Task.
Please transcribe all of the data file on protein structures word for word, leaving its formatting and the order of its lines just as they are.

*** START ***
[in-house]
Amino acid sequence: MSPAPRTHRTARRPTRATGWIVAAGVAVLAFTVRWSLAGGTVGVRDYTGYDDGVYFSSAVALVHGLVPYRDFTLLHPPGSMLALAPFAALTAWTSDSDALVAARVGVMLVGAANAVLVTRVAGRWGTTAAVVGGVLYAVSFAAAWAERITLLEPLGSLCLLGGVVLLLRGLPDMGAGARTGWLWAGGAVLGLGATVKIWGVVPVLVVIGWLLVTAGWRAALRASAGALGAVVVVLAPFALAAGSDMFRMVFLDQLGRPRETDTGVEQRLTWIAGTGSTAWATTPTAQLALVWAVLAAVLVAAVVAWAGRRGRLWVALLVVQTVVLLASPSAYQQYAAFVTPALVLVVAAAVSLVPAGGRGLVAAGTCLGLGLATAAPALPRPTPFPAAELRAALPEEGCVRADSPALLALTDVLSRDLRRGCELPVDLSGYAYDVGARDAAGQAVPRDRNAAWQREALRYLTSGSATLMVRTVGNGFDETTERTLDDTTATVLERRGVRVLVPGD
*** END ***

[in-house]
Amino acid sequence: MSPAPRTHRTARRPTRATGWIVAAGVAVLAFTVRWSLAGGTVGVRDYTGYDDGVYFSSAVALVHGLVPYRDFTLLHPPGSMLALAPFAALTAWTSDSDALVAARVGVMLVGAANAVLVTRVAGRWGTTAAVVGGVLYAVSFAAAWAERITLLEPLGSLCLLGGVVLLLRGLPDMGAGARTGWLWAGGAVLGLGATVKIWGVVPVLVVIGWLLVTAGWRAALRASAGALGAVVVVLAPFALAAGSDMFRMVFLDQLGRPRETDTGVEQRLTWIAGTGSTAWATTPTAQLALVWAVLAAVLVAAVVAWAGRRGRLWVALLVVQTVVLLASPSAYQQYAAFVTPALVLVVAAAVSLVPAGGRGLVAAGTCLGLGLATAAPALPRPTPFPAAELRAALPEEGCVRADSPALLALTDVLSRDLRRGCELPVDLSGYAYDVGARDAAGQAVPRDRNAAWQREALRYLTSGSATLMVRTVGNGFDETTERTLDDTTATVLERRGVRVLVPGD